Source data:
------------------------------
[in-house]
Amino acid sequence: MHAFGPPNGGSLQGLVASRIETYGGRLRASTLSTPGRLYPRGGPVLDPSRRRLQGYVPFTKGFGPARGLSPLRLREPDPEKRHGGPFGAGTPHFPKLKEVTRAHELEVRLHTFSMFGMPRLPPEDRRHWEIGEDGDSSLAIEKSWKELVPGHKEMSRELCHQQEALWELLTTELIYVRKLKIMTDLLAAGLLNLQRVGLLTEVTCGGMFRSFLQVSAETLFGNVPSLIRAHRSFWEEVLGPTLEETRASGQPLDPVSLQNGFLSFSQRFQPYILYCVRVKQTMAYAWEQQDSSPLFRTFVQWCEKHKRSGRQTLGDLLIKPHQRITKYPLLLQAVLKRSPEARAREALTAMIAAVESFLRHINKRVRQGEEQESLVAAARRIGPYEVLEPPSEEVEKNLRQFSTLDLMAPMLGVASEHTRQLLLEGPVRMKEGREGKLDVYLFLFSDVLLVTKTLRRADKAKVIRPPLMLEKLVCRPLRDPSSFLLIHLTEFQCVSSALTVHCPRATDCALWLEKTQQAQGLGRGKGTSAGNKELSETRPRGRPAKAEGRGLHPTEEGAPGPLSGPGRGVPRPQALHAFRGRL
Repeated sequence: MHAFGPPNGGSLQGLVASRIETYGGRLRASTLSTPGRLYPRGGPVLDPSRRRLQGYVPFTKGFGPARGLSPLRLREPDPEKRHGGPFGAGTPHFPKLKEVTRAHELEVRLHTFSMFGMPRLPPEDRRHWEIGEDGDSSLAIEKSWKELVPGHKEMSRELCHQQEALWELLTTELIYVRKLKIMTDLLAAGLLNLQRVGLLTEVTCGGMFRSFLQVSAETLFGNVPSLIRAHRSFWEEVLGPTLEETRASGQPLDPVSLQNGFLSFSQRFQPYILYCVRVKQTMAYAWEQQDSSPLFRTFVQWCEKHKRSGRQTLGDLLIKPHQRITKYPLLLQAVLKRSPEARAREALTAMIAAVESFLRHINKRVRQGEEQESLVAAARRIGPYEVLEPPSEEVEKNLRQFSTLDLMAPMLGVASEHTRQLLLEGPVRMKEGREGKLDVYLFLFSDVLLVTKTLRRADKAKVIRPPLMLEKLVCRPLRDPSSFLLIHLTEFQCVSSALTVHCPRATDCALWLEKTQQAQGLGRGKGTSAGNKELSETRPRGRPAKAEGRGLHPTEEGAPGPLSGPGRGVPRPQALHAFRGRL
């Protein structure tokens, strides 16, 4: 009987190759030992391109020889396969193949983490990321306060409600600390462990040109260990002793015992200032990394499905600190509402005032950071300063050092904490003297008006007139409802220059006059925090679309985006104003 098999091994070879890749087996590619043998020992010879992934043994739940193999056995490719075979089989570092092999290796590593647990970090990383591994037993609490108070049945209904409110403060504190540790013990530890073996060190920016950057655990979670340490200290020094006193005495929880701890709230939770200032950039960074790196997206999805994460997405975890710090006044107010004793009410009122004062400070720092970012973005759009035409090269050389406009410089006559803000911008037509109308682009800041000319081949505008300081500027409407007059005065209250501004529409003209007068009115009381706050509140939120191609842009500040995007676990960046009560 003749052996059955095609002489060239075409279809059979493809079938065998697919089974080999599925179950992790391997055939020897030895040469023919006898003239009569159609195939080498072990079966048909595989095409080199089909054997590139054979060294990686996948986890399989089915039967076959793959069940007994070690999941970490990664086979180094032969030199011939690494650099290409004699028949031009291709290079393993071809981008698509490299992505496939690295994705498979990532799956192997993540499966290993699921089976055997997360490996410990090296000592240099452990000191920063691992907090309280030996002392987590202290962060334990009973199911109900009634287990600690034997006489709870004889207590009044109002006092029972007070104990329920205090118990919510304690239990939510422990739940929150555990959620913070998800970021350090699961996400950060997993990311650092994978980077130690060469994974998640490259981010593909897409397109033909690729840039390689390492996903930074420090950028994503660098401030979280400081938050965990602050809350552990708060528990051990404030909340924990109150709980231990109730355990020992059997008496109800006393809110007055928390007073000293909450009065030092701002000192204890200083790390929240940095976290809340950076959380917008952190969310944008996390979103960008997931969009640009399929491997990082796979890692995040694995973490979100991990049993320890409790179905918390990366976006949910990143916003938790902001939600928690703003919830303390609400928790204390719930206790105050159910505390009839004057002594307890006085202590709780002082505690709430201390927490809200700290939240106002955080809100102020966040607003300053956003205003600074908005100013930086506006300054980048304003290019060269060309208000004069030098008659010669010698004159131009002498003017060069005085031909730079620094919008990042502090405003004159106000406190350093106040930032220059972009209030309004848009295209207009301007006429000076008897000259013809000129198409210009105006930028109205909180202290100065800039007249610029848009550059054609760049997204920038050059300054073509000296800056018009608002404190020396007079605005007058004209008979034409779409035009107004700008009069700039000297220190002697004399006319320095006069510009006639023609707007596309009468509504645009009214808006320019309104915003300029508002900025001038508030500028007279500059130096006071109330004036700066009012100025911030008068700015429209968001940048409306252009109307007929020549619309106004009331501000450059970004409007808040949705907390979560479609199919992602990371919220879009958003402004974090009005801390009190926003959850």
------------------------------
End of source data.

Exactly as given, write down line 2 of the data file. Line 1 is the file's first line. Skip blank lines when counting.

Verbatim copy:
Amino acid sequence: MHAFGPPNGGSLQGLVASRIETYGGRLRASTLSTPGRLYPRGGPVLDPSRRRLQGYVPFTKGFGPARGLSPLRLREPDPEKRHGGPFGAGTPHFPKLKEVTRAHELEVRLHTFSMFGMPRLPPEDRRHWEIGEDGDSSLAIEKSWKELVPGHKEMSRELCHQQEALWELLTTELIYVRKLKIMTDLLAAGLLNLQRVGLLTEVTCGGMFRSFLQVSAETLFGNVPSLIRAHRSFWEEVLGPTLEETRASGQPLDPVSLQNGFLSFSQRFQPYILYCVRVKQTMAYAWEQQDSSPLFRTFVQWCEKHKRSGRQTLGDLLIKPHQRITKYPLLLQAVLKRSPEARAREALTAMIAAVESFLRHINKRVRQGEEQESLVAAARRIGPYEVLEPPSEEVEKNLRQFSTLDLMAPMLGVASEHTRQLLLEGPVRMKEGREGKLDVYLFLFSDVLLVTKTLRRADKAKVIRPPLMLEKLVCRPLRDPSSFLLIHLTEFQCVSSALTVHCPRATDCALWLEKTQQAQGLGRGKGTSAGNKELSETRPRGRPAKAEGRGLHPTEEGAPGPLSGPGRGVPRPQALHAFRGRL